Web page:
CC, thanks for explaining ORD.

Kazie, enjoyable Arlo clip; never had heard that story.

Dennis, always enjoy your quotes. I do tend to put my foot in my mouth when I think I'm right. It doesn't always turn out OK.

Tarrajo, good recipe, and I added WM's touches to it. I made a similar one last week (no onions) for my daughter because I knew Truman would love it. So far, Grady is a terrific little sleeper, and he squeeks. LOL

Jerome, you are so sharp!!

Lois, a super picture. Thanks for taking the time to share.

Melissa, stunning jellyfish. They photograph so much better than the cute little seahorses.

JD said...

addendum to yesterday

Crockett, I meant the north entrance; didn't know it was called Mammoth.There were so many moose up there, and all those beautiful springs. Do you enter from the town of West Yellowstone? Are their roads paved yet?

MJ, sounds beautiful.Lucky you! If we ever get back to Boulder(a favorite place ), we will check it out. That town has the BEST 2nd hand bookstores.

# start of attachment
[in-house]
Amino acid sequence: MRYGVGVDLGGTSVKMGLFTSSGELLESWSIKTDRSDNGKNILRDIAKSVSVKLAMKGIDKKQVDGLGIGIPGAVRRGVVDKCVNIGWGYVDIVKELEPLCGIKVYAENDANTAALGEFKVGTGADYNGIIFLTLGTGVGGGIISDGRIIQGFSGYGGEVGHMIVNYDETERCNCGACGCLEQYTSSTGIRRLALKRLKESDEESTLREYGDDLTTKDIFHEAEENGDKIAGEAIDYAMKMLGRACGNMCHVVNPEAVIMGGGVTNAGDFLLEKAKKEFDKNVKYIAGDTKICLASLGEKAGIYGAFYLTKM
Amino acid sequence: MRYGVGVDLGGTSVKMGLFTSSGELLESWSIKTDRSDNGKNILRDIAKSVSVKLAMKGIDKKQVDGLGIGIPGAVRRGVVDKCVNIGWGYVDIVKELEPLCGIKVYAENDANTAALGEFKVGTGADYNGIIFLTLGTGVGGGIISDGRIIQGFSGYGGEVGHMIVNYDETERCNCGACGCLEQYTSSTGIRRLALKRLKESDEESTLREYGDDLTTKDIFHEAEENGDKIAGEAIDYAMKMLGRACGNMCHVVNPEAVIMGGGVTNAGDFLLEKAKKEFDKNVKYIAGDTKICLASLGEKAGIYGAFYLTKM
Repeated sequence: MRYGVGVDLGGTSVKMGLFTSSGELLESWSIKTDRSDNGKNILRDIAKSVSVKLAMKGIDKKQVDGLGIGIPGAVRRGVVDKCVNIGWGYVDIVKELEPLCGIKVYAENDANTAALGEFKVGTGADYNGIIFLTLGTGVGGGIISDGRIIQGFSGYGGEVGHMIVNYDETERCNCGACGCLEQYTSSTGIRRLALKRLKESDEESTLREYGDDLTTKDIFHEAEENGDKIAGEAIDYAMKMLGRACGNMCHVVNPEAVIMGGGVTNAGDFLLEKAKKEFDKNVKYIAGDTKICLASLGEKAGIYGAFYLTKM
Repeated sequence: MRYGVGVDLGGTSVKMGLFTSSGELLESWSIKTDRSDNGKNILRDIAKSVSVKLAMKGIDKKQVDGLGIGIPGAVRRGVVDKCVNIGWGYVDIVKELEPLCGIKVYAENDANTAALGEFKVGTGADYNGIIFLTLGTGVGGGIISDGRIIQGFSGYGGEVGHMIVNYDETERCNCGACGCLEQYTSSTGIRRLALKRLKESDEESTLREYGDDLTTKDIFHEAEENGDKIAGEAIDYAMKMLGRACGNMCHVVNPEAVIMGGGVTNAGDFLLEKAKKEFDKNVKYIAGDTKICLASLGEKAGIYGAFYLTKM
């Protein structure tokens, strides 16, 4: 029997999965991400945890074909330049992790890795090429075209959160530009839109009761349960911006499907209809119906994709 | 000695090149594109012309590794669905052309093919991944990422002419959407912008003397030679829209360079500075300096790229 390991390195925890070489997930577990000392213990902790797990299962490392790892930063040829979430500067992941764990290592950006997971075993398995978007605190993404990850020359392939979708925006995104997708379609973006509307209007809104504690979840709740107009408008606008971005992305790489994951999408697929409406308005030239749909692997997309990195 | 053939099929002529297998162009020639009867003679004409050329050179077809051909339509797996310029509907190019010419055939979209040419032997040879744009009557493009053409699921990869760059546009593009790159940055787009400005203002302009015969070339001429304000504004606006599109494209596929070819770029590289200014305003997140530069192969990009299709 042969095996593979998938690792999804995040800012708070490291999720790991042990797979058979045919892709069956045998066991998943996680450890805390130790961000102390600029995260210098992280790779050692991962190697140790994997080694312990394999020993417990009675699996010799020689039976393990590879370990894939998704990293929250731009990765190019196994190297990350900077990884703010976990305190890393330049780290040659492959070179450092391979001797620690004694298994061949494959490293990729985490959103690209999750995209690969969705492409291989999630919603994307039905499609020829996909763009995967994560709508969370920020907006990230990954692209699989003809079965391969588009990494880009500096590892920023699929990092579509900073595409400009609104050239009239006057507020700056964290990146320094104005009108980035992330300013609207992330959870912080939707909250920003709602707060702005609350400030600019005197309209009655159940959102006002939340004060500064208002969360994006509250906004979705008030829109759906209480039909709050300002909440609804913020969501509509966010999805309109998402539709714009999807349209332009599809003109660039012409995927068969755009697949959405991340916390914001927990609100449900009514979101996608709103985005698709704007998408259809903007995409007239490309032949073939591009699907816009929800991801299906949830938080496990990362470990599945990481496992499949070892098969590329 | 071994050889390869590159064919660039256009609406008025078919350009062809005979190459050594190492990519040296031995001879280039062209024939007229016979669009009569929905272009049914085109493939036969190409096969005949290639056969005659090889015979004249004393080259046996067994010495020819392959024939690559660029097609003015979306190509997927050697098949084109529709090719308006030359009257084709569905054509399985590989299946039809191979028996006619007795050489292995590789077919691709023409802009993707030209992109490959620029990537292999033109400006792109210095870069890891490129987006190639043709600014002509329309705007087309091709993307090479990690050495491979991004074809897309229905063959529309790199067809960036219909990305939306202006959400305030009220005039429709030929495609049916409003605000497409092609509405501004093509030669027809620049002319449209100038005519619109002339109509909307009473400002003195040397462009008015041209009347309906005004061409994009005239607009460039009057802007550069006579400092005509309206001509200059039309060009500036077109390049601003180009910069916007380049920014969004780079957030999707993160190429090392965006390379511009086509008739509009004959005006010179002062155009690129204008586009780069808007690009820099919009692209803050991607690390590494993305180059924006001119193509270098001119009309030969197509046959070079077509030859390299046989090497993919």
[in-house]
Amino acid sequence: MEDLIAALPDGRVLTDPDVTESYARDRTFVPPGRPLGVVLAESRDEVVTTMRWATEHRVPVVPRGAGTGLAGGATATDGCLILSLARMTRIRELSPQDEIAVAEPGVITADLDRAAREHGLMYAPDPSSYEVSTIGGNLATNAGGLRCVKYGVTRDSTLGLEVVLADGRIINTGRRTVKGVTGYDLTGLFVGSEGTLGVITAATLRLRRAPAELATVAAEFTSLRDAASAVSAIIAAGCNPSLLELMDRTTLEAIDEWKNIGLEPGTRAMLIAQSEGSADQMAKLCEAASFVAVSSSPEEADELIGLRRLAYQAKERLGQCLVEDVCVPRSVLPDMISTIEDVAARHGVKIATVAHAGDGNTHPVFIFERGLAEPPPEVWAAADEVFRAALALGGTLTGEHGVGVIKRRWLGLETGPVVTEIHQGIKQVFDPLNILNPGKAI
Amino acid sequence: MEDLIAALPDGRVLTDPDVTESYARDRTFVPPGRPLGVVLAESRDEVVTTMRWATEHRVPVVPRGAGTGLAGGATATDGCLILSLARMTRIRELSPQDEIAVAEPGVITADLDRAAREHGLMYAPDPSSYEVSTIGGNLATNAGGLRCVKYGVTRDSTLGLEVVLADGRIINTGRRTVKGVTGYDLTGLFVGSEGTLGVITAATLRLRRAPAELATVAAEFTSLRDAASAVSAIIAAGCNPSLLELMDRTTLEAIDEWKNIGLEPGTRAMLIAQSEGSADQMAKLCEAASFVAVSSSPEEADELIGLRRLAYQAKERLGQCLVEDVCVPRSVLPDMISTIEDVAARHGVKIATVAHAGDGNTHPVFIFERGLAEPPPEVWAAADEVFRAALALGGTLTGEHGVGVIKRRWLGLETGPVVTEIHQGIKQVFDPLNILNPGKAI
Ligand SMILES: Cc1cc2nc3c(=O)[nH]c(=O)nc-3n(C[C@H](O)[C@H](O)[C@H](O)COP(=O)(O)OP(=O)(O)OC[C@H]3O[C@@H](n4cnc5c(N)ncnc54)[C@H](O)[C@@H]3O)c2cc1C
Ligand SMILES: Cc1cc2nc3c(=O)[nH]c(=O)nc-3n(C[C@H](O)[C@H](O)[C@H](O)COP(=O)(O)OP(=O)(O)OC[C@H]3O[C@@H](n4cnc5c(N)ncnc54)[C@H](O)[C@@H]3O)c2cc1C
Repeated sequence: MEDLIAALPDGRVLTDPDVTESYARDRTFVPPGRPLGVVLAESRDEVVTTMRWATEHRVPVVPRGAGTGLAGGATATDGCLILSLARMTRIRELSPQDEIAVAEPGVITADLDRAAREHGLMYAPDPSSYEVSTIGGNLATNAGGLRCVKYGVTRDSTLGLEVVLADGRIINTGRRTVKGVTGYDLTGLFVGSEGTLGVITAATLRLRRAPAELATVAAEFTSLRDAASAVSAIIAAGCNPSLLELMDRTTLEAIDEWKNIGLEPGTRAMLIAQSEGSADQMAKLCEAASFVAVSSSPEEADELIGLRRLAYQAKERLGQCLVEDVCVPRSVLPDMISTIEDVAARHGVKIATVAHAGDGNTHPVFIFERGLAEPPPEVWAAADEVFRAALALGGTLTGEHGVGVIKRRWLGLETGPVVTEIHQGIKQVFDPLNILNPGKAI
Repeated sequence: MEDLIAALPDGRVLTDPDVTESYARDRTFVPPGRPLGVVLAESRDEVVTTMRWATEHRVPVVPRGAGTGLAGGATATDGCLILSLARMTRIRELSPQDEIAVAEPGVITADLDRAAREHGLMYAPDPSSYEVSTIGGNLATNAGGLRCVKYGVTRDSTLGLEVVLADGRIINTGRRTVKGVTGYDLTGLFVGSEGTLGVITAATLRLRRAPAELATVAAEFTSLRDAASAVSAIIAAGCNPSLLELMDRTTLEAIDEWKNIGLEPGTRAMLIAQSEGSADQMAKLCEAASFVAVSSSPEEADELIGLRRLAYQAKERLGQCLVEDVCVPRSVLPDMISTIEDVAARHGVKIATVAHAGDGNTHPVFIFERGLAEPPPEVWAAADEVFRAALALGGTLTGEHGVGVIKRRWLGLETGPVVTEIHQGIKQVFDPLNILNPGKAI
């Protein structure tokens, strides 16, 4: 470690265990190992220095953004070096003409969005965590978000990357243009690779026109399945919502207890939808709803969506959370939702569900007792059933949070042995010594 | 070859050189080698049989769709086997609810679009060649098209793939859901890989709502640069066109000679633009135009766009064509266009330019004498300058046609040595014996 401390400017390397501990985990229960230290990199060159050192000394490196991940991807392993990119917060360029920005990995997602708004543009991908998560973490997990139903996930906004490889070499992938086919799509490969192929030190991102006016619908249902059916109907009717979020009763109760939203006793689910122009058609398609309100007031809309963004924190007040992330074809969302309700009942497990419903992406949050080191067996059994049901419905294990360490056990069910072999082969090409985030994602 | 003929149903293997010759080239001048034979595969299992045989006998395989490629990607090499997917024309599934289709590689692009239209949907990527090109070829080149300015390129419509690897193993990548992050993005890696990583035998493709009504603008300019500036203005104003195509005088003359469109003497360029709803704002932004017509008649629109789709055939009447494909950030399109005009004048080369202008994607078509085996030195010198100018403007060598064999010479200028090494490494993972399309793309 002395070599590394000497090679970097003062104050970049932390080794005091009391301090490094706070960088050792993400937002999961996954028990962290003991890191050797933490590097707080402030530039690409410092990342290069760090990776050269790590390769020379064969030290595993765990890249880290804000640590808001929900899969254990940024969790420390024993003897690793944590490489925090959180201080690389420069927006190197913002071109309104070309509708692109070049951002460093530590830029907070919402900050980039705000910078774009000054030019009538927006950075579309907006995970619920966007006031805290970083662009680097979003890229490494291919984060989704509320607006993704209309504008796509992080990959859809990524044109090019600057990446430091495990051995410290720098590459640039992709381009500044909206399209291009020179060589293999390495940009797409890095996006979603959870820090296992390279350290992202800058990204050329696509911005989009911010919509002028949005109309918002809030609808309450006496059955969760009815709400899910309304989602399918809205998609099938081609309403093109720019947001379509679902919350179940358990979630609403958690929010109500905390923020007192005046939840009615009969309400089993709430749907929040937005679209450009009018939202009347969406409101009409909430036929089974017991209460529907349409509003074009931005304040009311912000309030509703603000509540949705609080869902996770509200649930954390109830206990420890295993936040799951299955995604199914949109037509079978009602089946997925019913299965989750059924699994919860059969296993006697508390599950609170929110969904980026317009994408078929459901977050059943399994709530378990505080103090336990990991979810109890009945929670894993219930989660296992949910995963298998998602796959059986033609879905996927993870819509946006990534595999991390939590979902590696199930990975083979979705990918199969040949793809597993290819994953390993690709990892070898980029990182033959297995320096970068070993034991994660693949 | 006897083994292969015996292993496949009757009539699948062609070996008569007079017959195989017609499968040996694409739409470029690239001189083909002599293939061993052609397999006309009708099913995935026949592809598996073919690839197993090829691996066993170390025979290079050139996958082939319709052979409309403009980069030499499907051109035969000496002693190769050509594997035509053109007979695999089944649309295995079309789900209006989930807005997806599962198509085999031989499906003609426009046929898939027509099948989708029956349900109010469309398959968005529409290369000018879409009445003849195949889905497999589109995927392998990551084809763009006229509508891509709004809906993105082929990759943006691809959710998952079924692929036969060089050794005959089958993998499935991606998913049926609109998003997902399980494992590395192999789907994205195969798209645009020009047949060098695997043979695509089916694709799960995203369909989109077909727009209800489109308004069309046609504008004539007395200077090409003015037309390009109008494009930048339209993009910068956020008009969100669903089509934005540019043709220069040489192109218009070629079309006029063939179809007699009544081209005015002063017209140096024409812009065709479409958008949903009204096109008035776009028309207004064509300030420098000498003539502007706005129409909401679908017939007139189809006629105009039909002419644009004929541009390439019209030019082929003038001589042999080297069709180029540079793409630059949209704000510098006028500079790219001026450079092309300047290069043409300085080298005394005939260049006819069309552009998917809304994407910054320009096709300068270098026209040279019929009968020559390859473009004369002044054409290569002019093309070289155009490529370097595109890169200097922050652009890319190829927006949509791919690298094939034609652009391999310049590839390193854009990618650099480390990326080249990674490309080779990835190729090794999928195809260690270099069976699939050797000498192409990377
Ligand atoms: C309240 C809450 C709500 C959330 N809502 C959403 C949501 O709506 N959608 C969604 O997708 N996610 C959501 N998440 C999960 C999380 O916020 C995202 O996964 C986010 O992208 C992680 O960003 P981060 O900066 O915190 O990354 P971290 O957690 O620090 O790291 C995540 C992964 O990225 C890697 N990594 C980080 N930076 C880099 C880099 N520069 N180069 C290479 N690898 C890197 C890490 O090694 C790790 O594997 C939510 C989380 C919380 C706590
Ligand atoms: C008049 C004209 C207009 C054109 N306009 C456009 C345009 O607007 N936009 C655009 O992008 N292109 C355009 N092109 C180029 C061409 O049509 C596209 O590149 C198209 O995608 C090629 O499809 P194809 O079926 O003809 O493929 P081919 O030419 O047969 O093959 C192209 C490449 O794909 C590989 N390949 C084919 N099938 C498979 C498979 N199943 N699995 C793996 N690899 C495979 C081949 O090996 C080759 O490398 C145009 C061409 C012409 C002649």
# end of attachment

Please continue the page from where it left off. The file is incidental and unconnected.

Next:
KittyB said...

Creamy Macaroni and Cheese

Boil 7-8 oz. macaroni and drain.

Make two cups medium white sauce:

4 Tbsp. butter, 4 Tbsp. flour, 1/2 tsp. salt, 1/4 tsp pepper, dry mustard to taste (1/2-1 tsp.) 2 cups whole milk.

Melt the butter over low heat in a heavy saucepan. Blend in flour and seasonings, stirring until mixture is bubbly. Remove from heat. Stir in milk. Return to heat and bring to boil, stirring constantly. Boil one minute.

Add 8 ounces shredded sharp cheddar and stir until blended.

Mix cheese sauce and macaroni and pour into a 1 1/2 to 2 quart baking dish. Bake in a 350 degree oven 35-45 minutes or until golden brown on top.

During the last three or four minutes of baking time, cover the macaroni and cheese with French onion rings, and heat until browned.

Lois and WH, great picture!

Hahtoolah said...

After seeing the Mac 'n Cheese clue, and reading all the recipes today, I decided to have Mac 'n cheese for lunch. Hmmm!

Was Sarah Palin' around when she ELOPED?

KittyB said...